Appointed to replace Kovač was his assistant, Hans-Dieter “Hansi” Flick. The long-time Germany assistant arrived in Bavaria before the season, intended on acting as the number two to Kovač. When things were falling apart, he was thrusted in to act as an interim, righting the ship until Bayern could find a more permanent replacement. Flick was always well-regarded in Germany but lacked major first team managerial experience, and while no one opposed the move, he was working under the assumption that he would only be there temporarily while the club worked to find their next big-name manager. Flick impressed in his interim spell, and while Bayern did lose twice, they strung together enough positive results to get their season back on track, and, with a 4-0 win over Dortmund, showed they still had the quality to win the league. He was given the managerial job until the end of the season, seemingly to give the club more time to find a suitable replacement.

Those two games Bayern lost during Flick’s interim period would be the last two games they would lose the whole season. They would fail to win only once more, a 0-0 draw against Leipzig in February. They won every single other competitive match they played (I am not counting the friendly they lost to Nürnberg), and they averaged scoring about three goals per game during that run. When Kovač was sacked, they had scored 25 league goals through 10 games, and by the end of the season, they had reached 100 league goals. They became the first team to win all of their Champions League matches, a trend that started under Kovač but was accelerated under Flick. A eight-month run that can only be described as absurd has ended with Bayern winning everything under the sun. A season teetering on the brink of disaster has ended with maybe the best Bayern team of the last decade being crowned champions of Europe and completing their second-ever European treble. How did this transformation happen?

This Bavarian revolution revolves around Flick and the incredible changes he was able to make in the short time he has been manager at Bayern. Under previous regimes, there were always seeds of discontent in the Bayern changing room. Veteran players were consistently unhappy with the tactics, changes, and mentality of several previous managers. Specifically under Kovač, many inside and outside of the club were upset with the defensive, reactive style of football the Croatian had been utilizing. Many managers had under-utilized, or completely dropped, Thomas Müller within the team, and they were struggling to replace the departed Arjen Robben and Franck Ribéry. Flick arrived in a tumultuous changing room and seemed to smooth things over. The veterans in the team seemed to lock in step with him, and the rest of the team followed suit. Manuel Neuer, David Alaba, and Jérôme Boateng enjoyed revitalizations in defense, and Thiago Alcântara has emerged as one of the best midfielders in the world, but the main key of this man-management turnaround was the un-shackling of Thomas Müller. The Bavarian-born Müller was taken from an afterthought and made the life-blood of the attack, returning to his Raumdeuter roots and being able to make a difference in all areas of the attack. While Robert Lewandowski got the (deserved) praise for his incredible goalscoring season, Müller glued everything together, with his positioning, intelligent runs, and creative ability on full display. Müller became the Bundesliga’s assist king for the season and broke the league’s single-season assist record, just one of the several records Bayern broke this season.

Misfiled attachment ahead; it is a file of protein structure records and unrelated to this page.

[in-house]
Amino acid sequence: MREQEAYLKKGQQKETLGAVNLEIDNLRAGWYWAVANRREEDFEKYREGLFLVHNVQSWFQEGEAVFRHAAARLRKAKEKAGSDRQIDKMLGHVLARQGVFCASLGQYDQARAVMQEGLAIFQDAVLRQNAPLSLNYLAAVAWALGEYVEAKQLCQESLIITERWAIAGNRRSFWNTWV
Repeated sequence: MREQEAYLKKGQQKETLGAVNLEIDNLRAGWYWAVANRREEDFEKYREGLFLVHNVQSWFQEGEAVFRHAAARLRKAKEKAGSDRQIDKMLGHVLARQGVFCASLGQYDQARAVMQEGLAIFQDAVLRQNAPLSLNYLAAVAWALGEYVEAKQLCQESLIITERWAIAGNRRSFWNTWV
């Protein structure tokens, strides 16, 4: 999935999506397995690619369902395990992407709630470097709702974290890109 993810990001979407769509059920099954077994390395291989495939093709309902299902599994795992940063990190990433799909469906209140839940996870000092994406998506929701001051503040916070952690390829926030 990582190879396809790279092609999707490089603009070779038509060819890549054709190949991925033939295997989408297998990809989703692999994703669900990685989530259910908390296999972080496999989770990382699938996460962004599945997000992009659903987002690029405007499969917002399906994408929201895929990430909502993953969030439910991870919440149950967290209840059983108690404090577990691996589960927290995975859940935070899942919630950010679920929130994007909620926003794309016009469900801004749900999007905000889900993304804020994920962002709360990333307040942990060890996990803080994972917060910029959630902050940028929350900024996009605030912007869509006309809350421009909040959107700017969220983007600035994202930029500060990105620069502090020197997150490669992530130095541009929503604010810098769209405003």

Flick also passed a significant amount of trust and responsibility onto non-veteran players this season, and they have repaid that trust with some incredible performances. Everyone by now knows the story of Alphonso Davies, the young Canadian who has gone on an incredible journey from Liberian refugee to young stud MLS winger to arguably the best left back in the world before he even turned 20. Davies is genuinely that good, marauding up and down the left side, terrifying opposition defenses while being able to cover his own position exceptionally well, which is truly remarkable for someone who was turned into a left back a few years ago. The “FC Bayern Road Runner”, as Thomas Müller affectionately called him, was so good in such a short amount of time that he displaced former club stalwart left back David Alaba, though the Austrian is currently thriving in a center back role. Further forward, Serge Gnabry has truly emerged as a world-class winger, firing in 12 goals and 10 assists in 31 league matches, as well as 9 goals in only 10 matches in the Champions League. His pace, ability on the ball, cleverness, and underrated ability to pass and shoot with both feet make him such an incredibly deadly attacking player. He has begun to fill the void left by Robben. Joshua Kimmich has emerged as one of the best utility players in the world, able to function incredibly well either as a right back, holding midfielder, or even as a center back if needed. He is a crucial cog in the Bavarian machine, able to link things together between defense, midfield, and attack. When combined, Flick has been able to get the whole team locked into his management and philosophy, creating a motivated and terrifying Bayern team.